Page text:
No problem @aurumpurum, it can be a bit confusing to get started understanding Git and Github
If you create a repository on Github, nothing is created on your local computer. its it just living on Github.
If you want to create a copy of the repo from Github to your machine you can do this a few ways.
Are you using Github Desktop? If so you can clone a repository using that. If I remember right using the Github Desktop will let you know if changes have been made on the repository on Github… its been a while since ive done it that way though. It might be that you can just click the Fetch Origin button, which is like saying “Go get me the most recent version of this repo”.
Or you can copy a repo from the Github site, you can download it using the Clone or Download button. However, doing this will not mean your local copy will be kept up to date with and changed made directly on Github and vice versa. it is just a copy.
Let me give you a couple of examples of my own Github (and git) workflow.
Firstly git : if you didnt know already, git is a thing in its own right and Github is like a place that uses understands and uses git. you can have git on your machine, its not in anyway linked to Github unless you make the link between your local repo and a remote repo on Github.
I have git installed locally (although ive been using Github for longer than I’ve been using git on my machine!), and I feel it helped me understand what it is vs what Github is. I also use Atom as my text editor as this had git and github functionality built in.
So if you havent already, you might want to look into installing git on your local machine. Its not a requirement though. You can check if you have git installed by typing the following into Terminal
and after a short moment you should get an output similar to the line below.
git version 2.21.0 (Apple Git-122)
If not, and you get something like “git command not recognised” then you havent git on your machine. No worries though.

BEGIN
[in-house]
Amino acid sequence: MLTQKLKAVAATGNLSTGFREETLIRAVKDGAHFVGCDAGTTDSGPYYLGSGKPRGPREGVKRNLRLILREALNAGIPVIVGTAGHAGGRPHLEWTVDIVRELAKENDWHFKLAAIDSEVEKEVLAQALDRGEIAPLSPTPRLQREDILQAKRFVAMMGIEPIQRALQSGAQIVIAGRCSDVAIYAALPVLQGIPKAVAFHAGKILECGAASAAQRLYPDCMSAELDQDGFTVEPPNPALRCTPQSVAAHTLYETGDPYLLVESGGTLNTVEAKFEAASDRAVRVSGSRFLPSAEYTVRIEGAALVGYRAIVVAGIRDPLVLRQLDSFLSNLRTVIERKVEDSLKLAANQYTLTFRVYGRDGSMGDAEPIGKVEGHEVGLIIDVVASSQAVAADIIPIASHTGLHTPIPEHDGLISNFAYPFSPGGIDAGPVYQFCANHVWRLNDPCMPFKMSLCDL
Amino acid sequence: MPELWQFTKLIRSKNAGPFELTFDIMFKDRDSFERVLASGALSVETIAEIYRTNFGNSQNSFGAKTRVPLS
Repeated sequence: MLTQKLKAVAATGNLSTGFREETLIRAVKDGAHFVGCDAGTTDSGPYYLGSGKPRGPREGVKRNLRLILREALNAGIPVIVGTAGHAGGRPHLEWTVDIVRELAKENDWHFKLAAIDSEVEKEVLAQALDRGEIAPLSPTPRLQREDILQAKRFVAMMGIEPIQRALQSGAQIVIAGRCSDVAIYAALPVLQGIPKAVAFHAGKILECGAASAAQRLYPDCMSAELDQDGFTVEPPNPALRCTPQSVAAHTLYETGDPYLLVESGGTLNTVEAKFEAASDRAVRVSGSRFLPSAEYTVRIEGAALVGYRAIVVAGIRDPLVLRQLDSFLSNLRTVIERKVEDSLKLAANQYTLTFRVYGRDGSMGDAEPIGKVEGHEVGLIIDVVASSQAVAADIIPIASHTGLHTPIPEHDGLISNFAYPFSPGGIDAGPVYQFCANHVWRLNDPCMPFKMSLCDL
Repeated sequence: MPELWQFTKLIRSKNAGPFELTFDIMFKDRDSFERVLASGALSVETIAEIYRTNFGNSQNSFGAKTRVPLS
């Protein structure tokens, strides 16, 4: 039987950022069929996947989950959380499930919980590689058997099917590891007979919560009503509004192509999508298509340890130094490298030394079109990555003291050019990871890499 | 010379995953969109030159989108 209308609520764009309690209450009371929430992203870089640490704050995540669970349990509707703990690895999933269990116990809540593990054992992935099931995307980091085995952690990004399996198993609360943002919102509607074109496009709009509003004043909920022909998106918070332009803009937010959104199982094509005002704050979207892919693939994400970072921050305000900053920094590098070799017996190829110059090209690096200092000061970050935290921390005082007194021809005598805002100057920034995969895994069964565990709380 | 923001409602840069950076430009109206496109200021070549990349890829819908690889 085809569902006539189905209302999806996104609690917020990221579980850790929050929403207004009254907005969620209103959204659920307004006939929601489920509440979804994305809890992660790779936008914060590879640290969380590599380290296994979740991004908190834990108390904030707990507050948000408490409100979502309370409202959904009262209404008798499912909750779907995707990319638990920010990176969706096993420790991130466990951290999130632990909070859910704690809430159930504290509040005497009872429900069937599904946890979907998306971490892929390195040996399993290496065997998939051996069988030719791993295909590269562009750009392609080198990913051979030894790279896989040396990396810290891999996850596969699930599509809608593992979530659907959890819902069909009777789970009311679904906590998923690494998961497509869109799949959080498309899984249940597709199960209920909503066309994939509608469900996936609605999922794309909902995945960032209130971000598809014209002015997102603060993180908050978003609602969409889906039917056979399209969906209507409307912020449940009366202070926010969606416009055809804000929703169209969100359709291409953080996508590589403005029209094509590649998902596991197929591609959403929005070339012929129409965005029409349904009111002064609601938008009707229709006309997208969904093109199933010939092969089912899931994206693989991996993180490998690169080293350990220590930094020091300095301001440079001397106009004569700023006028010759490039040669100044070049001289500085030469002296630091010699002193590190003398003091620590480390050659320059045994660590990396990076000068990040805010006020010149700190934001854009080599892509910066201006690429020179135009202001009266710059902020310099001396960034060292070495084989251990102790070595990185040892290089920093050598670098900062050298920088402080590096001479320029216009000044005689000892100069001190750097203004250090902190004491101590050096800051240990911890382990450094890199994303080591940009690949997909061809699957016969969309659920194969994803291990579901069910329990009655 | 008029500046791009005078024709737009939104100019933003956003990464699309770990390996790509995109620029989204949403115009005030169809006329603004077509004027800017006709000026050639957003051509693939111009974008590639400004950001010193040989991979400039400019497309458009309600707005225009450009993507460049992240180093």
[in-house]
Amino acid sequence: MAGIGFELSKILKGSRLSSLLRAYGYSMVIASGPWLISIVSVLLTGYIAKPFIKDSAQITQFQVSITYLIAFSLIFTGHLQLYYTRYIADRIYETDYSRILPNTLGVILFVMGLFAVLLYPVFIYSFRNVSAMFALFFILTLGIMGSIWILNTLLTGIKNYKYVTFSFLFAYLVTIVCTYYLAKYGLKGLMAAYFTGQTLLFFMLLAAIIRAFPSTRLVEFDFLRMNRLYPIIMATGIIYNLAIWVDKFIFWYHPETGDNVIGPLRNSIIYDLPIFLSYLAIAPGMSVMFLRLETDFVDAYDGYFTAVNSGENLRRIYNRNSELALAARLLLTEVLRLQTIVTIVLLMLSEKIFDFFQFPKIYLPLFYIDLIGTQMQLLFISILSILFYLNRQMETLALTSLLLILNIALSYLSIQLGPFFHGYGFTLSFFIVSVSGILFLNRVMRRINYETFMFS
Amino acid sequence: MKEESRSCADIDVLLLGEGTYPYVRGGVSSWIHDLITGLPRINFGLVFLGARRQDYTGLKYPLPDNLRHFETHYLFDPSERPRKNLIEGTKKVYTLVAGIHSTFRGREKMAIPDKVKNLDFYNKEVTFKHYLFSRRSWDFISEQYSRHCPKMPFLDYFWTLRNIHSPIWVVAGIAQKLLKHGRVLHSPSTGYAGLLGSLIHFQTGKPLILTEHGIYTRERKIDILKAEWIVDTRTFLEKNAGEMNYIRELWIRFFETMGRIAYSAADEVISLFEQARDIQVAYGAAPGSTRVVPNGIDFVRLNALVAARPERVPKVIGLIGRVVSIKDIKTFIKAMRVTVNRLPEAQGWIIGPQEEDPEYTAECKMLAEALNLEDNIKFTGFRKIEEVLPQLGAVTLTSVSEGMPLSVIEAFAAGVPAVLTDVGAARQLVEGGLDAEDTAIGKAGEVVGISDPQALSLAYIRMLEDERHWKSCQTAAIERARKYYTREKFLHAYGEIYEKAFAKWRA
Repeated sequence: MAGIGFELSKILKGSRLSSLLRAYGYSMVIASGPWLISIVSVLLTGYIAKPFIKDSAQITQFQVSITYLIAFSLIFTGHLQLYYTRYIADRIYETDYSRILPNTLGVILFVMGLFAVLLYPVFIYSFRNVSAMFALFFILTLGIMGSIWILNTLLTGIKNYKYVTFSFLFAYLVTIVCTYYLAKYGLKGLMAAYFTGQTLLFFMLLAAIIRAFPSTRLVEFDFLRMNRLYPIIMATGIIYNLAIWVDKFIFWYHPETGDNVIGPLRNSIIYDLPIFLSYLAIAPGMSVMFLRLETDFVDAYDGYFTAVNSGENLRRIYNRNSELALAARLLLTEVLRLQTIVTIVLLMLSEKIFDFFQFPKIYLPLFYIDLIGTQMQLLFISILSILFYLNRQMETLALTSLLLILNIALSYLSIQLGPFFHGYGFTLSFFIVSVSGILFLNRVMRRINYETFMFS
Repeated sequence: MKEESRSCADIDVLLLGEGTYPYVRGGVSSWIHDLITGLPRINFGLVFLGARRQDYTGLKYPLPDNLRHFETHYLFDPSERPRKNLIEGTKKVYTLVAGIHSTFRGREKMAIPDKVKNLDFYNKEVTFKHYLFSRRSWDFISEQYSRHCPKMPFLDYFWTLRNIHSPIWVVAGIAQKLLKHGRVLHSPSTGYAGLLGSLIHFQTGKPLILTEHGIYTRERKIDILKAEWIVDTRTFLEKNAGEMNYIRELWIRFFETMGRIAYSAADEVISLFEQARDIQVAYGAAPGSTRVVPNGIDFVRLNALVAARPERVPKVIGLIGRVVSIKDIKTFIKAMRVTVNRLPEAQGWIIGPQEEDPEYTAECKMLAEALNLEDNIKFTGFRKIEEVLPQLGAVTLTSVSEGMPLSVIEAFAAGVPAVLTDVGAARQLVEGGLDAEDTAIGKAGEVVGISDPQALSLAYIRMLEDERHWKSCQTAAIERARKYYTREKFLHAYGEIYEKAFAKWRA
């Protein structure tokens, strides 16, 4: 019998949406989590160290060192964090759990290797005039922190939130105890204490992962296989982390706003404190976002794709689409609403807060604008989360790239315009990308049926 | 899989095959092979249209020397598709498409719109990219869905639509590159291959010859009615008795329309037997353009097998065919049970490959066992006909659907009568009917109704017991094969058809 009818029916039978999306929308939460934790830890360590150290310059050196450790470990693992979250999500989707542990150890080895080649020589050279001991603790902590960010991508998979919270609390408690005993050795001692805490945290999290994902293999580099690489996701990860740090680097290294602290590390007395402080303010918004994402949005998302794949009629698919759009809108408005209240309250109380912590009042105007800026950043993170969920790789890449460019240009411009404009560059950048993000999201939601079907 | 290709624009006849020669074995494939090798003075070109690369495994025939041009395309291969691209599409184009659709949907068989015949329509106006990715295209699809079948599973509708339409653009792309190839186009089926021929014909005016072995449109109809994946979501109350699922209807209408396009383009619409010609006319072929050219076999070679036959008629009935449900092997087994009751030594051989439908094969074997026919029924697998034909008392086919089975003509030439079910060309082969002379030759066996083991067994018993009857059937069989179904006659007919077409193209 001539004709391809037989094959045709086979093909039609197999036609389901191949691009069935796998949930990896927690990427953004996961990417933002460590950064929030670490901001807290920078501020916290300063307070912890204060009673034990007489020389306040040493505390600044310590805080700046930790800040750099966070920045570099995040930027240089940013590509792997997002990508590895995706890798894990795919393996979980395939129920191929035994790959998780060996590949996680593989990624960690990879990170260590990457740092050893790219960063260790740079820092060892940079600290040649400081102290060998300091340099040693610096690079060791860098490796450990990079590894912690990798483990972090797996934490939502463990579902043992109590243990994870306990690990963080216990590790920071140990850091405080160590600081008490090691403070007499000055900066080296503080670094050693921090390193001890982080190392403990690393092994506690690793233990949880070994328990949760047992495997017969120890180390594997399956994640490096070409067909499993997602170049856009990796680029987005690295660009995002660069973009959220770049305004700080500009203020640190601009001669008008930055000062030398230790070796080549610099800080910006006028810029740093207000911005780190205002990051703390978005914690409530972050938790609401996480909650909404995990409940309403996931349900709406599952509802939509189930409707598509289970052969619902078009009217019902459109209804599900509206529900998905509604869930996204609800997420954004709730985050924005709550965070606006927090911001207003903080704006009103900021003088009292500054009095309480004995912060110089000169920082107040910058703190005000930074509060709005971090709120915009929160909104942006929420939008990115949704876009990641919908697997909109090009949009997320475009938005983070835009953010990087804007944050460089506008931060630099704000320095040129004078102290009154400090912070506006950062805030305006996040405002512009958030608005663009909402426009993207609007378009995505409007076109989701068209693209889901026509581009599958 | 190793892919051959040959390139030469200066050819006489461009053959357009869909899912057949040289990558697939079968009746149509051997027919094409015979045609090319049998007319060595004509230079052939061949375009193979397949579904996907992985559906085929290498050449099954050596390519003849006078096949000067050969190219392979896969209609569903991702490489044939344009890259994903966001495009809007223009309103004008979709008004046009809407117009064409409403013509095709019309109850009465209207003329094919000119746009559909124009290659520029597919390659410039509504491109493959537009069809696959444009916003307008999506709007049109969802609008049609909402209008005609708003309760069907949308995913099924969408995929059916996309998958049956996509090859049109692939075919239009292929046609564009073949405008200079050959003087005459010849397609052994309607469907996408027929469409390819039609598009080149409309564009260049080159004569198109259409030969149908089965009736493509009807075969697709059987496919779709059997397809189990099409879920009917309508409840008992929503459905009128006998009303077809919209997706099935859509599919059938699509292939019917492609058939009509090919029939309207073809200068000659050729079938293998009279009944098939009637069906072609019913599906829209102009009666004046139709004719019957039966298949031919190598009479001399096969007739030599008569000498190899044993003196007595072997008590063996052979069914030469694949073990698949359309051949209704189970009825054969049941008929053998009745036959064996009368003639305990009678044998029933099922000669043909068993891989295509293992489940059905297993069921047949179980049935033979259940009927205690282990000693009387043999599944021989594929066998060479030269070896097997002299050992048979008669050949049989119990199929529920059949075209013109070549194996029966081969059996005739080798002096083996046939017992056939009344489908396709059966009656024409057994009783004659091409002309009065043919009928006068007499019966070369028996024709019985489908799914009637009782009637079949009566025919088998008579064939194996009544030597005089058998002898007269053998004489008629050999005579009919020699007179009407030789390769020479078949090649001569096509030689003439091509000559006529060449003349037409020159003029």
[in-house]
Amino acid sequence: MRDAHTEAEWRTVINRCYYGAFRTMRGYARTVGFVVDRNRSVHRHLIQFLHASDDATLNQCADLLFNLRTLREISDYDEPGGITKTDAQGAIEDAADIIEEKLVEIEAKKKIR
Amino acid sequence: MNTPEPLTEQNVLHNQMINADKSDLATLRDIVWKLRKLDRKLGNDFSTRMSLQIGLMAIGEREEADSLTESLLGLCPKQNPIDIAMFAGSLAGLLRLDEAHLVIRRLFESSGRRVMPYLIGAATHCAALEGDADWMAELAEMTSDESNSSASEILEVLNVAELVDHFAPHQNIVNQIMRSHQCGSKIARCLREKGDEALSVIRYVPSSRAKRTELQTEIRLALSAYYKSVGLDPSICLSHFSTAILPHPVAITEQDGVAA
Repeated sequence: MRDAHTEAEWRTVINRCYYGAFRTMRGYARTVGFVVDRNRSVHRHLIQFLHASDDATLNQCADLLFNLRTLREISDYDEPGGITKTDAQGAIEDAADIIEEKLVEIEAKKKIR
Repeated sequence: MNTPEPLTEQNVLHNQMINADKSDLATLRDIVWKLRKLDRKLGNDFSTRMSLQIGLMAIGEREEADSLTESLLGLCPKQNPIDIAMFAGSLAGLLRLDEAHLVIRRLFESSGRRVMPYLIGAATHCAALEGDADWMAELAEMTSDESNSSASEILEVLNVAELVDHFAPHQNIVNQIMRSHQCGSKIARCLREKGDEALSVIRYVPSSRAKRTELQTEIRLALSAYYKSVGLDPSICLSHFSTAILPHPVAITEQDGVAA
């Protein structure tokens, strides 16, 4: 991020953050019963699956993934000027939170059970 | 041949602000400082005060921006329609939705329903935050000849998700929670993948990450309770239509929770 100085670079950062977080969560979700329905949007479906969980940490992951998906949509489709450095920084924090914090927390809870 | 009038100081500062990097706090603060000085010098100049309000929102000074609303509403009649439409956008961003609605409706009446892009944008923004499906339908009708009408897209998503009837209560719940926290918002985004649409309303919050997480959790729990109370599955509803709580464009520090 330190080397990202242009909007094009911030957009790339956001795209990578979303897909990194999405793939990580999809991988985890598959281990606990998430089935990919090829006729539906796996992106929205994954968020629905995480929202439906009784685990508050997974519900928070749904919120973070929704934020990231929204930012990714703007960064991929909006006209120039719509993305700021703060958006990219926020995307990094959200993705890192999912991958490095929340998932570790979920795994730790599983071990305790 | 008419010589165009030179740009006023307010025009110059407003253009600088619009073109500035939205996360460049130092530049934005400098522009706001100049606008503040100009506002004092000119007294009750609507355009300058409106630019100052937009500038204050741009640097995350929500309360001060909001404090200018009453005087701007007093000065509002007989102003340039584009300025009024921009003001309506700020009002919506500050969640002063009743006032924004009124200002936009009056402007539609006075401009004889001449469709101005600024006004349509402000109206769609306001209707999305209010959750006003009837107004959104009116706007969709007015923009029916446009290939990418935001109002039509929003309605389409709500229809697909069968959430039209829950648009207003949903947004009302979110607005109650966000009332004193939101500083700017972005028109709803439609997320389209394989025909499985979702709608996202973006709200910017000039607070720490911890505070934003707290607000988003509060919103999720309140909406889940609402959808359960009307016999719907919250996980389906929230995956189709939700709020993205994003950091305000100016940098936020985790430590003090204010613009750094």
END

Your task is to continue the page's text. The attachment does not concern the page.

Anyway. an example workflow might be this:
- You create a folder on your desktop/Documents or where ever you like, to keep a python project in.
- You might now already have said “this will live on Github too” so on github you might create a repo called “My Python app”
- you now want to make sure that your local code is saved along with all its history using git. so you would initialise (init) git on this folder in the command line, by using cd to get to your folder then typing git init.
- You can then tell git that this folder (which is now like a local repo) has a remote repository on GitHub. in your Terminal you would type something like this, where the URL would be the URL to your repo
git remote add origin https://github.com/user/repo.git
- Now when you work on your app on the files on your machine, you’re working on your local copy, but now you can push changes (commits) to the remote copy on github. Sort of like backing up your saves, that pretty much whats going on. It also works the other way round where if you make a change on Github directly (or say from someone you are working with also commiting to your code) you can fetch those changes and you local copy will now look like the one from Github. All up to date and ready to rock.
With me so far?
Example 2: You have your remote repo, but nothing local, no project folder and no git installed.
If you have not git installed then you can clone the repo from github using the button mentioned before (This will be more or less an empty folder if you havent any code in there, else it will be full of folders and documents or whatever is currently in the repo on Github).
Now if you change any of this code (in the copy you have now downloaded), in order to update it in the repository on github you could manually edit the files, maually on there and commit them, but its probably not the best method to be honest. Or you could use the Github desktop app and update the repo from that.
Either way, a github repo is like a public or private copy of a folder. You might have a copy on your machine but Github wont do this for you if you are just creating a repo on there, you will have to copy it one way or other yourself.
I hope thats not far too much information to take in, sorry if it is. Stick with it though, once you start understanding the basics its a fantastic tool!